Hanover Co-op Earns top EPA GreenChill Award


The Hanover Co-op has earned top recognition from the Environmental Protection Agency (EPA) for its work reducing refrigerant emissions. Among the 10,800 GreenChill Partnership grocery stores in the U.S., the Hanover Co-op Food Stores has recorded the greatest improved emissions since joining the partnership (82.9 percent reduction since 2011), as well as the most improved emission rate from the previous year (a 77.4 percent reduction from 2015 to 2016).

According to the EPA, a typical supermarket leaks about 1,000 pounds of harmful refrigerant gas into the atmosphere every year. The primary focus of EPA’s GreenChill program is the reduction in use and leaks of environmentally harmful refrigerants commonly found in store coolers and freezers. Many of the refrigerants used by supermarkets are hydrofluorocarbons (HFCs), a class of potent greenhouse gases that contribute to climate change when leaked into the atmosphere. Among EPA partner-stores, there is no shortage of collaboration between supermarkets that might normally be competing for food sales.

“We’re all in this together,” said Hanover Co-op Facilities Manager Tom Guillette. “The team at our co-op has made massive improvements to our systems. We’re saving money, helping the planet and we’ve even hosted webinars to share our knowledge with big grocery chains and other co-ops,” he said.

The Hanover Co-op was the first food cooperative to join the GreenChill Partnership.

“The Hanover Co-op should be applauded for significantly reducing the emission of refrigerants from their coolers and freezers,” said Tom Land, manager of EPA’s GreenChill program. “They are demonstrating what is possible through good management of refrigeration systems and saving the co-op money.”

GreenChill partners in the retail food business have refrigerant emissions rates nearly 50 percent lower than the EPA-estimated industry average. If supermarkets nationwide reduced emissions to the current GreenChill Partner average—currently 13.9 percent—they could generate annual cost savings of over $200 million across the industry, while preventing the annual emission of 29 million metric tons of carbon dioxide equivalent and 151 ozone depletion potential (ODP) tons. The Hanover Co-op’s current emission rate is 9 percent.

Leaks are typically caused by aging equipment and miles of high-pressure, closed-loop tubing that suffers wear and tear during thousands of hours of operation. Each time the system compressors start (hundreds of times per day), the plumbing vibrates and chafes against the cases. Over time, holes wear into the piping causing loss of refrigerant and products.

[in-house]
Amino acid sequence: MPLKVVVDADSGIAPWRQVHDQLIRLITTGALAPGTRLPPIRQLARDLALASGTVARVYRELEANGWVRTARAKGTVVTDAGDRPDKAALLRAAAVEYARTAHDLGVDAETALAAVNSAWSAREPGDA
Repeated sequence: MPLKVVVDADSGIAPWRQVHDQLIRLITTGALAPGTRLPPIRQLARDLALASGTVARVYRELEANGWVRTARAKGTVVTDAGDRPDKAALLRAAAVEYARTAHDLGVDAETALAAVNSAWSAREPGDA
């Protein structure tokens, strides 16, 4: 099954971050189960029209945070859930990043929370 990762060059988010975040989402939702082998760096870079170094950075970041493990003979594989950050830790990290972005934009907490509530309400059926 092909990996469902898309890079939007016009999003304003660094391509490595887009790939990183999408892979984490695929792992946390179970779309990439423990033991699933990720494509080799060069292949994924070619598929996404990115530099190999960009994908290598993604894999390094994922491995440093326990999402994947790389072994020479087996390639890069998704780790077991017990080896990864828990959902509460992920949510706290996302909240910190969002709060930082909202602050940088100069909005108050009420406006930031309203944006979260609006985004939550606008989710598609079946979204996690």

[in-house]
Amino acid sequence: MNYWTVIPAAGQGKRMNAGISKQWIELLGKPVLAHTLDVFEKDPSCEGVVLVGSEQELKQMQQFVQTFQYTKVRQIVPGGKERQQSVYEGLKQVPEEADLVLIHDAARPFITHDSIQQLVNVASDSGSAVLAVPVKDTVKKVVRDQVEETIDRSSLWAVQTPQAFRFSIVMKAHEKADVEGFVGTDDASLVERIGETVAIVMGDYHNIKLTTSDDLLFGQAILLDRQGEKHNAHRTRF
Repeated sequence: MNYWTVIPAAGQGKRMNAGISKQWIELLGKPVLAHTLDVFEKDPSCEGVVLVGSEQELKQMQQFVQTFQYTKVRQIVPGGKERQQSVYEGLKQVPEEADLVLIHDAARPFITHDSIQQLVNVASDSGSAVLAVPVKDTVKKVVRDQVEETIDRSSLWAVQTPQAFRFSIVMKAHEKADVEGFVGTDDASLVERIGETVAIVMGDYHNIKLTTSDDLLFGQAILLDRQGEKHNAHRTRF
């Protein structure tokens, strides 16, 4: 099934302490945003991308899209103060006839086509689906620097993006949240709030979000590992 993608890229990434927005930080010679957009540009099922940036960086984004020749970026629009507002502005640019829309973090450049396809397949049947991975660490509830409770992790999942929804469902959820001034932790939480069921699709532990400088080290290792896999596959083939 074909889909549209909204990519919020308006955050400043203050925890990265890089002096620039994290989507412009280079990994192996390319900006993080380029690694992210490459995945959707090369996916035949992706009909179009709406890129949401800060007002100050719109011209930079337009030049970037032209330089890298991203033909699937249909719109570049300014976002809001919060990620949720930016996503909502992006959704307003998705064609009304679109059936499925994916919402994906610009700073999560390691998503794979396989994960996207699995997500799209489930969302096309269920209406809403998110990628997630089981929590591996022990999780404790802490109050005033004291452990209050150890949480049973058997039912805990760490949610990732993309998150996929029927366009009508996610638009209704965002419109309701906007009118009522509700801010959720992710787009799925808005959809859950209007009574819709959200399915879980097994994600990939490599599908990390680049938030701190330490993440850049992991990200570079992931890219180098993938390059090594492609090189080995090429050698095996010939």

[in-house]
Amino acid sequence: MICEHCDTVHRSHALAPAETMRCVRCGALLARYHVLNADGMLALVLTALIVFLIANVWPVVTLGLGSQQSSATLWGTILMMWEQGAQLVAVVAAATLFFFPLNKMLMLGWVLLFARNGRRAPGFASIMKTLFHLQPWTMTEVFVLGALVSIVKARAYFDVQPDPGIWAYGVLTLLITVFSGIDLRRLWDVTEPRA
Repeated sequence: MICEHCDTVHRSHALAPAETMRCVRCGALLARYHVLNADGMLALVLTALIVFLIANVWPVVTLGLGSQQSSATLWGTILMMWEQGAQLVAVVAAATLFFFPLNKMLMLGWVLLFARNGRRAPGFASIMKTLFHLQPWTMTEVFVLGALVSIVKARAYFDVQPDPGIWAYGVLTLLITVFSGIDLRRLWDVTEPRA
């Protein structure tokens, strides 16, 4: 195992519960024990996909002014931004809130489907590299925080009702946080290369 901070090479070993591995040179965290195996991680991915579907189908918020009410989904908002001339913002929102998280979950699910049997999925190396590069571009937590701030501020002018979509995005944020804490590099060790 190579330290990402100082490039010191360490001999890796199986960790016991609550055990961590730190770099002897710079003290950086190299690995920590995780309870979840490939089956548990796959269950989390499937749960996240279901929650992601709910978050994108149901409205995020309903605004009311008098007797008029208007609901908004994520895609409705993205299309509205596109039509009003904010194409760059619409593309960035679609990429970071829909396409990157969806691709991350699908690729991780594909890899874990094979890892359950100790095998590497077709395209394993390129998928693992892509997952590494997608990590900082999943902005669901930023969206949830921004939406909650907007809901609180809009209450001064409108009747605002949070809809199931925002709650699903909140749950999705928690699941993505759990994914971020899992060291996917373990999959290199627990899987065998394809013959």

“Before we joined GreenChill,” Guillette said, ‘it was not uncommon to have emission rates of 50 percent across our organization, downtime of days and related costs exceeding $300,000 per year in repairs and refrigerant. Because part of our co-op’s mission is to protect and restore the environment, we got busy—fast.”

In addition to the diligence of co-op staff members, improvements came from annual planning and steps taken by Guillette’s team. Over the past five years, as capital expenditures were budgeted, meetings included refrigeration as a high priority. As the co-op slowly began to upgrade each of its locations, over time, the team made the following upgrades:

  • New Hussmann Protocol high-efficiency refrigeration systems placed in the White River Junction, Vermont store;
  • a completely new system installed during the Hanover, New Hampshire store’s renovation, including state-of-the-art rooftop Trillium condensers from Baltimore Air Coil that are approximately 60 percent more energy efficient than conventional condensing units;
  • replacement of single-unit rooftops that used high ozone-depleting and high global-warming potential refrigerants with new units and safer refrigerant;
  • replaced numerous medium temperature cases with ones featuring sealed doors;
  • and upgraded the co-op’s Danfoss monitoring systems so that any change in case temperature pressures and equipment failures will be messaged directly to the facilities department.

Hanover Co-op General Manager Ed Fox credits his team with taking the long view on the effort. “I admire the way Tom and his crew have remained committed to this effort. We saw big improvements after the first year,” he said. “Yet, the real payoff for our member-owners comes from relentless pursuit over time. It really has been a big team effort for folks throughout our business. It improves our co-op, our community and the environment, and it feels especially nice to have the Environmental Protection Agency recognize the team’s hard work.”

EPA’s GreenChill Partnership works with supermarkets to reduce refrigerant emissions and decrease their impact on the ozone layer and climate change. The partnership provides information and assistance to help supermarkets transition to environmentally friendlier refrigerants; reduce harmful refrigerant emissions; and adopt green refrigeration technologies, strategies and practices. For more information on EPA’s GreenChill Partnership, including its store certification program, please visit

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